A New Writer’s Platform and Marketing Strategy Rolled into One

by Sarah Tun


Needing ideas or motivation to write something new? Seeking to get published? Need a new marketing strategy? In any one  or all three cases, have you considered Literary Journals?

Writers Market… An oxymoron?

Sometimes it may feel like we, as writers, do more marketing than actual writing. This can be frustrating. All we want to do is to write our “stories”, be they fiction or non-fiction, poetry or prose. Yet once we have, we yearn for many eyes to read it. So begins the task of marketing.

I’ve tried marketing as a writer, and although I enjoy composing marketing copy and understand the value and importance of marketing, I do not find it easy, and I rarely give a large chunk of time for direct marketing. Instead, I build networks, blog, and hope my work and my name gets around enough that people who read my on-line posts will also seek out and find my books.

Enter wise and experienced folk like our own dear Tom Blubaugh, who has ways and systems that are brilliant.  Others do too. For those who devote time for such strategies, I take my hat off. I’ve done some of the same. But inherently, it doesn’t really suit me. But can I afford to ignore marketing entirely? Not if I take myself seriously as a professional.

So, I’ve found another way to make inroads, which I’m putting my time into at present. It’s got a [bctt tweet=”Double benefit: Journals offer motivation and prompting for new material, as well as offering a means to a wider market” username=”@AuhorsComUnty”].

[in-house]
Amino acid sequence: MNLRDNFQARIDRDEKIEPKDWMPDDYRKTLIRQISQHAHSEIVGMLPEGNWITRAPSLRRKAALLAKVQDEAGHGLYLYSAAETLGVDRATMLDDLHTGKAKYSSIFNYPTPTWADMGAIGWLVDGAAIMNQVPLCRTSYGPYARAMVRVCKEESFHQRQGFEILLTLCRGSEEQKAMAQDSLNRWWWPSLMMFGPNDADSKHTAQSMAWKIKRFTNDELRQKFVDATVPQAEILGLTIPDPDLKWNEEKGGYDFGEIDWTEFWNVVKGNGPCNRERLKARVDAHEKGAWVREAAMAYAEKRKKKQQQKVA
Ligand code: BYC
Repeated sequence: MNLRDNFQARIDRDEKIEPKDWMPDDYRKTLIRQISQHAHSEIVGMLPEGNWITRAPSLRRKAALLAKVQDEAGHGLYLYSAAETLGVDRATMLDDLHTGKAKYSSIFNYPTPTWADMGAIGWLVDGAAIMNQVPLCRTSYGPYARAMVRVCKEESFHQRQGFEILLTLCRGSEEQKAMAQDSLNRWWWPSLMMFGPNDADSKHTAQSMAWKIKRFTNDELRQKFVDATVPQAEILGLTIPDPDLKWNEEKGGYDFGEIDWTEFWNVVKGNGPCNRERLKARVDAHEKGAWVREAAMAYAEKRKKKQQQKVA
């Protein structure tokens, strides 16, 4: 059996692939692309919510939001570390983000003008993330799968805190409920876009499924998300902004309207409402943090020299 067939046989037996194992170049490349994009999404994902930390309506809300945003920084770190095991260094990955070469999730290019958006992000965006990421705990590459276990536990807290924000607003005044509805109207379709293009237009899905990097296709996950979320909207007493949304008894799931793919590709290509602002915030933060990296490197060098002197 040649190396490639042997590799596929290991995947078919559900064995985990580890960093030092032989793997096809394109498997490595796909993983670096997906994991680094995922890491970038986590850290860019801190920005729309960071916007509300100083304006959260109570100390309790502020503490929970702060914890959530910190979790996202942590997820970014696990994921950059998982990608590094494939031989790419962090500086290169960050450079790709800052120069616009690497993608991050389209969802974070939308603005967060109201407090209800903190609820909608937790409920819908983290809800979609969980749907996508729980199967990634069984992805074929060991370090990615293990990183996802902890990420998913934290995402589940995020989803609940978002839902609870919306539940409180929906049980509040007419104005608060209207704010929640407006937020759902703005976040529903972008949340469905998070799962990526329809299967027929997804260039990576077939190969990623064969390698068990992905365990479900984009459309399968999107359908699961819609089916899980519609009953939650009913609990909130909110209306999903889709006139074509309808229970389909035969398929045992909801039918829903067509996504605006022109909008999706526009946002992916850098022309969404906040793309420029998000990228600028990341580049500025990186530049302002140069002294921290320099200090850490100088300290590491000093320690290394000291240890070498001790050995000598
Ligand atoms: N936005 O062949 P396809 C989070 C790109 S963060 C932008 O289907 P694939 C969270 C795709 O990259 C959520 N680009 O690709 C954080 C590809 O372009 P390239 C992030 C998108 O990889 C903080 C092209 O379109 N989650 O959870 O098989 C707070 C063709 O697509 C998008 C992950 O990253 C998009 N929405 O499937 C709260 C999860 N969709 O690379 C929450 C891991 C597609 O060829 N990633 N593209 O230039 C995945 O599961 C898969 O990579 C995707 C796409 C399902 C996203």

I’ll outline an alternative way to get our names known and our work available on a variety of different platforms.

Have you tried the Literary Journal?

Literary Journals — both print and on-line — abound. Some of them hold contests, others just seek material for their periodicals. Usually it costs nothing (or a nominal fee) to submit. They provide platform and occasionally feedback on an entry, even if ours is not accepted.

What they seek can also spur us on to new writing.

Suppose they seek a piece on a topic we don’t already have material for, but are interested to write about? There is a springboard for us.

Witness me! Recently, I wrote a story for a popular fashion magazine. They were asking for fictional stories on the title, “The Looking Glass”. Oooh. When I saw the notice, immediately an idea for a short story came to me. So, I wrote the story which sprang from the suggestion.

At the time of composing this, I’m about to submit the story, a story which got my juices going and which may get me into a popular magazine.

Multiple Submissions

 Another great thing about literary journals is that most of them are quite happy for us to submit our pieces to other platforms, so long as we let them know if our piece has been picked up elsewhere. No journal wants to compete with another by having a piece duplicated. They want fresh, not previously published work. We keep the copyright but they get first dibs, so-to-speak. So, if you have already published a piece, whether in a magazine or on your own website, or something in between, I recommend you don’t submit it to a Literary Journal (unless of course the ad actually says they don’t mind previously published work).

So there it is in a nutshell: writing subjects, platforms and marketing strategy all rolled into one.

And here’s a gem of a tip:

I use Submittable — It’s a platform for literary journals and writers. It lists invitations from journals, as well as contests. It offers an easy access point for information as well as a means to track our entries. I’ve found it to be an excellent gateway into the Literary Journal “scene” and one I’ve been using for a few months now. I offer it to you as encouragement, particularly if you feel blocked or overwhelmed by the task of marketing: www.submittable.com

Sarah Tun is an excellent writing coach, check out her vendor page.

© Sarah Tun, 2018

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